What is Postpartum?

What the heck is postpartum? I have been asked this so many times that if you know the answer then you are ahead of the general public! Postpartum in the first six weeks after delivery, it refers to the mother and baby. Many people when they hear the word postpartum instantly think of postpartum depression. In the past years postpartum depression has been brought to the publics eye, which is a very good thing because it is a serious illness. Not every woman goes through postpartum depression, but every woman that has a baby goes though the postpartum period; it is not optional. Many hospitals refer to postpartum as the mother-baby phase. It is the postpartum period that I find most people are least educated about. The focus has been about getting the baby out and not on what happens after.

Here is an example of a surprised postpartum mother. She pushed for two hours, ended up with a beautiful 8 lb 10 oz baby and a midline episiotomy. She is able to pee two hours after delivery and moves to her postpartum room. After one hour she needs to pee again. Surprise number one: a nurse is in the bathroom with her. Surprise number two: her labia are swollen and look like a male body part. Surprise number three: her nurse gives her an ice diaper that feels like heaven. Once back in bed she admits that her friends never told her this part and she is feeling a little pissed at them. Surprise number four: women block this part out. Surprise number five: there is no comfortable position when your labia are swollen!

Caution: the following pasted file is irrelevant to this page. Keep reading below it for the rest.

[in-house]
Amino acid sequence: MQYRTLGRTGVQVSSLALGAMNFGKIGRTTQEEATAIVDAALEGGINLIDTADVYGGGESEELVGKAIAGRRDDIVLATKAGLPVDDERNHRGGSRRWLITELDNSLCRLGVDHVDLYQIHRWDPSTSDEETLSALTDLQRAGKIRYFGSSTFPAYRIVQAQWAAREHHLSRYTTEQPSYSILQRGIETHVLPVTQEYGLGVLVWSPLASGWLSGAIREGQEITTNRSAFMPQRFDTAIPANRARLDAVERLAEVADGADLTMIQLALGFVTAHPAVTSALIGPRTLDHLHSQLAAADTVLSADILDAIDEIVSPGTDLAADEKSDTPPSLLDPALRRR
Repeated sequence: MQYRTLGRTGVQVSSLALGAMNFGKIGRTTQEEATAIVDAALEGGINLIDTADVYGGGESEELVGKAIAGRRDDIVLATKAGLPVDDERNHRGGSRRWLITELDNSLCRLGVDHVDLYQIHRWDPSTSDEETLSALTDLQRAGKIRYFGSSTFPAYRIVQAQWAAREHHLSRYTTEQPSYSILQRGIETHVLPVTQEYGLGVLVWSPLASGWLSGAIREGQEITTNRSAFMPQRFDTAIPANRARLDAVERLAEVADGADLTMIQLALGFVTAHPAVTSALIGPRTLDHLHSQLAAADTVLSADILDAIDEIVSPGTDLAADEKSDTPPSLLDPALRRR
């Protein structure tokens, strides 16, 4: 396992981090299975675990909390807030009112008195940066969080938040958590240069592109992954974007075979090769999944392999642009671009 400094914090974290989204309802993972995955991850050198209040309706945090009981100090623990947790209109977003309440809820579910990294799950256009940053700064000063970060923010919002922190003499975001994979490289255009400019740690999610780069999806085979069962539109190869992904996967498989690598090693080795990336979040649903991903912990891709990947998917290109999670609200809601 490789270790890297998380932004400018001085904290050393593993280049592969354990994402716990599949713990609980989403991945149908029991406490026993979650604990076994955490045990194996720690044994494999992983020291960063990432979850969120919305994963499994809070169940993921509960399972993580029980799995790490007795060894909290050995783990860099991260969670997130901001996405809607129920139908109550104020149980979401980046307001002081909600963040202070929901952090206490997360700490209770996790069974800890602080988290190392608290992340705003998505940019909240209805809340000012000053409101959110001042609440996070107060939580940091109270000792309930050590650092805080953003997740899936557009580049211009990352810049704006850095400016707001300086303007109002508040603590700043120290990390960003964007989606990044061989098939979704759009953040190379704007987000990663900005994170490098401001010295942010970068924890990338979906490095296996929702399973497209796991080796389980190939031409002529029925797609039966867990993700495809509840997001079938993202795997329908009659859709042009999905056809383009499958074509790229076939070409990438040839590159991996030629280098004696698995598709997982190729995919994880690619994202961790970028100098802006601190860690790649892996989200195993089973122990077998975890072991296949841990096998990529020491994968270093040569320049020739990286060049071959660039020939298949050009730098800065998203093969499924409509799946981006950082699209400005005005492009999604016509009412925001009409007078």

I am not telling this story to make fun of her and the things she did not know, but this happens all the time and I feel that if women were more prepared for this then it would not come as a surprise that after delivering the baby there is still pain!

This brings me to another postpartum example of a surprised mother. Her second baby came out much faster than the first and she feels awesome. That is until the cramping begins in her uterus. Let me tell you loud and clear, the cramping after having a baby is much worse when you are on your second + baby. Your uterus is normally the size of a pear, it has one goal after getting the baby out: to get back to that size. With subsequent pregnancies your uterus has stretched out more and it is more tired so it has to work harder to get back to that size, ie more cramping. So here are things that can help with that cramping. Go to the bathroom before breastfeeding. Breastfeeding releases a hormone in your body called oxytocin that makes your uterus cramp. If your bladder is full your uterus can not contract as well so it will keep cramping. Massage your uterus, the hard softball lump under your belly button (have your nurse show you) before you breastfeed because if your uterus is already contracted it will cramp less as you feed your baby. One of the simplest things is to be prepared for it, take Tylenol or Ibuprofen before or place a hot pack on the belly because NO you can not have another epidural!!

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